Senate Majority Leader Chuck Schumer, D-N.Y., voted against USMCA, saying that while the deal does include labor provisions, "it does not address climate change, the greatest threat facing the planet." In a statement, Schumer said that the Trump administration is giving incentives for manufacturers to move businesses and jobs from the U.S. to Mexico, which has weaker clean air and water regulations.
"The Trump administration also included handouts for the oil and gas industry, such as lifting tariffs on tar sands, and refused to include any mention of the climate crisis in the agreement," Schumer said.
Thursday's vote came a day after Trump signed a partial economic deal with China, nearly two years into a protracted trade war with Beijing. As part of the deal, China committed to purchasing an additional $200 billion in American exports above previous levels. With the USMCA vote, Trump has back-to-back victories on trade that may calm the waters after the president has provoked trade wars around the global and leveled tariffs on friends and foes.
The USMCA was signed more than a year ago by Trump and the leaders of Mexico and Canada, but still had to be approved by the legislatures in all three nations. Mexico has already acted, and Canada's parliament is expected to follow the U.S. and approve the deal in the next several months. After some additional procedural steps the deal is expected to enter into effect later this year.
House Democrats called for substantial changes to the initial draft of USMCA, and worked directly with U.S. Trade Representative Robert Lighthizer in months of secretive talks that stayed largely on track even as the House moved forward to impeach the president.
House Democrats pointed to wins on stronger environmental and enforcement language, protections for workers in Mexico, and killing a provision sought by pharmaceutical companies that would have guaranteed 10 years of market exclusivity for a costly class of drugs called biologics. Many labor unions were also encouraged by the deal, which could help keep American and Canadian jobs from going to lower-paying markets in Mexico or Asia. Under the deal, at least 30% of cars (and 40% by 2023) must be made by workers earning $16 an hour, which is about three times the manufacturing wage in Mexico today.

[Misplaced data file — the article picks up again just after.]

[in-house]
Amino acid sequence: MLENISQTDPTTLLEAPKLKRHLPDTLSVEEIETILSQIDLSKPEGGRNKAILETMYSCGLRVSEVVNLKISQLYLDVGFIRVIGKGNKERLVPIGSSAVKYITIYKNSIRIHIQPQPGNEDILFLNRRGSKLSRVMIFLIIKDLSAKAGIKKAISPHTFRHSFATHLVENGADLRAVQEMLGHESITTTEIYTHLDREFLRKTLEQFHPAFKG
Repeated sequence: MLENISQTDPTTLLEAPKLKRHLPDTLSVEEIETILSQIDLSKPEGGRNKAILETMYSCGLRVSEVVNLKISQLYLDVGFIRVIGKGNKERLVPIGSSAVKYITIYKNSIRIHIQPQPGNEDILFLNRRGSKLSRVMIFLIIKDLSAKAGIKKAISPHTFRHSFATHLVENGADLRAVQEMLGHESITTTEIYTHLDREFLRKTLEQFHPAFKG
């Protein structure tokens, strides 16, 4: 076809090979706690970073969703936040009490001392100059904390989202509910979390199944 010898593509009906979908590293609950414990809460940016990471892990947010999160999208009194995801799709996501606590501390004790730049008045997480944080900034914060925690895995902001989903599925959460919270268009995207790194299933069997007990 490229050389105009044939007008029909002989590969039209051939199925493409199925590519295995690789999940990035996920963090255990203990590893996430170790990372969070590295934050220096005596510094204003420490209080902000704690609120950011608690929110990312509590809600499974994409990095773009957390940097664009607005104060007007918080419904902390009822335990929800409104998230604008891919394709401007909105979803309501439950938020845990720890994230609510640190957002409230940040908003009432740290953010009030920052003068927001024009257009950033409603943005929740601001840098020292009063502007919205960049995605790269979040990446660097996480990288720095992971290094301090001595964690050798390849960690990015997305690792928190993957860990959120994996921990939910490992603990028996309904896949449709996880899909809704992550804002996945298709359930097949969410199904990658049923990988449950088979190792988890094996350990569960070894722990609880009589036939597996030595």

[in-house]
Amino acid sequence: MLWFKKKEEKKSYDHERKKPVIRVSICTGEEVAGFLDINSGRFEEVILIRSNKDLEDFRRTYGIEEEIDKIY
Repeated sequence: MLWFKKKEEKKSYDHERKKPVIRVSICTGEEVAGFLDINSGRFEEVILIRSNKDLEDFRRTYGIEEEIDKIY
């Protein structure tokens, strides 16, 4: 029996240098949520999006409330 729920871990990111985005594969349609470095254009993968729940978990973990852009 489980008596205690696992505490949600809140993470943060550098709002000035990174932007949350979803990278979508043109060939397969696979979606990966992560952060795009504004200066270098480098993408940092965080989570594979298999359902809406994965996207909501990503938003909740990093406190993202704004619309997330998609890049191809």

USMCA also gives American dairy farmers more access to the Canadian market, especially for "Class 7" milk products like milk powder and milk proteins. The deal puts some restrictions on how much dairy Canada can export, which could help American dairy farmers edge into foreign markets.
USMCA also includes new rules for digital trade, something that barely existed when the original NAFTA was written. Among these, however, is a provision that provides protections to big tech companies by giving legal immunity to internet platforms over content posted by users. Pelosi opposed the provision but was unsuccessful in keeping it out of the deal in the final throes of talks last month. She cited it as her one disappointment in how the deal turned out.
Economists also worry that USMCA will spur a spike in car prices, especially on smaller cars that used to be produced in Mexico but may be subject to duties at the border. U.S. tariffs on Canadian steel are also still in place.
And while tensions have now cooled between Washington and Beijing after nearly two years of trade escalation, there are few details about what phase II of a trade agreement will look like - even as many American sectors and businesses say they are still pinned under tariffs that remain in place.
This article was written by Rachel Siegel and Erica Werner, reporters for The Washington Post.